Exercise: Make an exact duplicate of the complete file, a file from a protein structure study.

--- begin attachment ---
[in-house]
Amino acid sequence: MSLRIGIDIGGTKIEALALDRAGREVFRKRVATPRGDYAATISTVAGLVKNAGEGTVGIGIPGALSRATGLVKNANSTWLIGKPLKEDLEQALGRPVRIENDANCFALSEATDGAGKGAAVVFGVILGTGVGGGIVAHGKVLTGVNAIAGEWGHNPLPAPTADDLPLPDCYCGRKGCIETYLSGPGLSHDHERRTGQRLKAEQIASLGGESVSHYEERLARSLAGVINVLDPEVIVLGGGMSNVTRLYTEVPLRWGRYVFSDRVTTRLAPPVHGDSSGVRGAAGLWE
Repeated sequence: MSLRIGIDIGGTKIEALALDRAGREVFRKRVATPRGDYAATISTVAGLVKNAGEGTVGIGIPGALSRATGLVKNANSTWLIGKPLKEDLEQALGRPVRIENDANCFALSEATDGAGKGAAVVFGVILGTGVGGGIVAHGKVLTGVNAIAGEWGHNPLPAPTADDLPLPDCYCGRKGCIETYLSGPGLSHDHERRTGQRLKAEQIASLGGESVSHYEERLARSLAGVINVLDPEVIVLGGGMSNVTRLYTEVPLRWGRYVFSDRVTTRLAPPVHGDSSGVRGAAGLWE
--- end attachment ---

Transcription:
[in-house]
Amino acid sequence: MSLRIGIDIGGTKIEALALDRAGREVFRKRVATPRGDYAATISTVAGLVKNAGEGTVGIGIPGALSRATGLVKNANSTWLIGKPLKEDLEQALGRPVRIENDANCFALSEATDGAGKGAAVVFGVILGTGVGGGIVAHGKVLTGVNAIAGEWGHNPLPAPTADDLPLPDCYCGRKGCIETYLSGPGLSHDHERRTGQRLKAEQIASLGGESVSHYEERLARSLAGVINVLDPEVIVLGGGMSNVTRLYTEVPLRWGRYVFSDRVTTRLAPPVHGDSSGVRGAAGLWE
Repeated sequence: MSLRIGIDIGGTKIEALALDRAGREVFRKRVATPRGDYAATISTVAGLVKNAGEGTVGIGIPGALSRATGLVKNANSTWLIGKPLKEDLEQALGRPVRIENDANCFALSEATDGAGKGAAVVFGVILGTGVGGGIVAHGKVLTGVNAIAGEWGHNPLPAPTADDLPLPDCYCGRKGCIETYLSGPGLSHDHERRTGQRLKAEQIASLGGESVSHYEERLARSLAGVINVLDPEVIVLGGGMSNVTRLYTEVPLRWGRYVFSDRVTTRLAPPVHGDSSGVRGAAGLWE